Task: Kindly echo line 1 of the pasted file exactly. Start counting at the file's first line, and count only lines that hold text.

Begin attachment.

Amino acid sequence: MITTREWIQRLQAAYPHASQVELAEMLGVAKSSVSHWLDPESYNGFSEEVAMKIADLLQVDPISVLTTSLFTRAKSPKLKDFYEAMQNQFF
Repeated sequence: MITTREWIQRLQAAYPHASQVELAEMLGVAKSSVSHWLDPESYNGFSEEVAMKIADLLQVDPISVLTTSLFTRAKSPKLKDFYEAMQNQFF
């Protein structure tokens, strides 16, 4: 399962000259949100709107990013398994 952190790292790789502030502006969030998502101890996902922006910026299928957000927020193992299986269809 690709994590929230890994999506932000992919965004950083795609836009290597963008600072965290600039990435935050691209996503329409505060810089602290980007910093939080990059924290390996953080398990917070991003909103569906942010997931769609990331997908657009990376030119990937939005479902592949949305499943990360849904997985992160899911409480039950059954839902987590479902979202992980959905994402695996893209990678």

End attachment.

Amino acid sequence: MITTREWIQRLQAAYPHASQVELAEMLGVAKSSVSHWLDPESYNGFSEEVAMKIADLLQVDPISVLTTSLFTRAKSPKLKDFYEAMQNQFF